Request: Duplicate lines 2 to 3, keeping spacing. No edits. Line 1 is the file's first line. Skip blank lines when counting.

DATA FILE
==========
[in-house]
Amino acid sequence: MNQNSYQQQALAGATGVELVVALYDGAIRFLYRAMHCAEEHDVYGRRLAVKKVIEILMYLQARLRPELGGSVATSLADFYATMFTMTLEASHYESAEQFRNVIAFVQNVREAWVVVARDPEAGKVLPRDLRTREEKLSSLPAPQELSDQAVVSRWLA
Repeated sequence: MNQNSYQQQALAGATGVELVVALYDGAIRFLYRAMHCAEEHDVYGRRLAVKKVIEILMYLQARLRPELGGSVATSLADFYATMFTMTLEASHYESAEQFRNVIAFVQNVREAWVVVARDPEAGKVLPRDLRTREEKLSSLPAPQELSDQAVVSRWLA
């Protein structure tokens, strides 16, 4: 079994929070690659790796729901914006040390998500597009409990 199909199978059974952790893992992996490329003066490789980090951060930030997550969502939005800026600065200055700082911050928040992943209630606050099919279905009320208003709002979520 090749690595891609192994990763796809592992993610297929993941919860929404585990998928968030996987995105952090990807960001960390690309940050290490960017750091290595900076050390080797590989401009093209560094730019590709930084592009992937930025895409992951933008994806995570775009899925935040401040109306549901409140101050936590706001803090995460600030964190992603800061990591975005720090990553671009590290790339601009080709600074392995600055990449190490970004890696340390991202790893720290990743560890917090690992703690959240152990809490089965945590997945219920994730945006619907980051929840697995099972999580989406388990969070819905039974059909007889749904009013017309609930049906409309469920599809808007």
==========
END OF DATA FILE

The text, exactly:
Amino acid sequence: MNQNSYQQQALAGATGVELVVALYDGAIRFLYRAMHCAEEHDVYGRRLAVKKVIEILMYLQARLRPELGGSVATSLADFYATMFTMTLEASHYESAEQFRNVIAFVQNVREAWVVVARDPEAGKVLPRDLRTREEKLSSLPAPQELSDQAVVSRWLA
Repeated sequence: MNQNSYQQQALAGATGVELVVALYDGAIRFLYRAMHCAEEHDVYGRRLAVKKVIEILMYLQARLRPELGGSVATSLADFYATMFTMTLEASHYESAEQFRNVIAFVQNVREAWVVVARDPEAGKVLPRDLRTREEKLSSLPAPQELSDQAVVSRWLA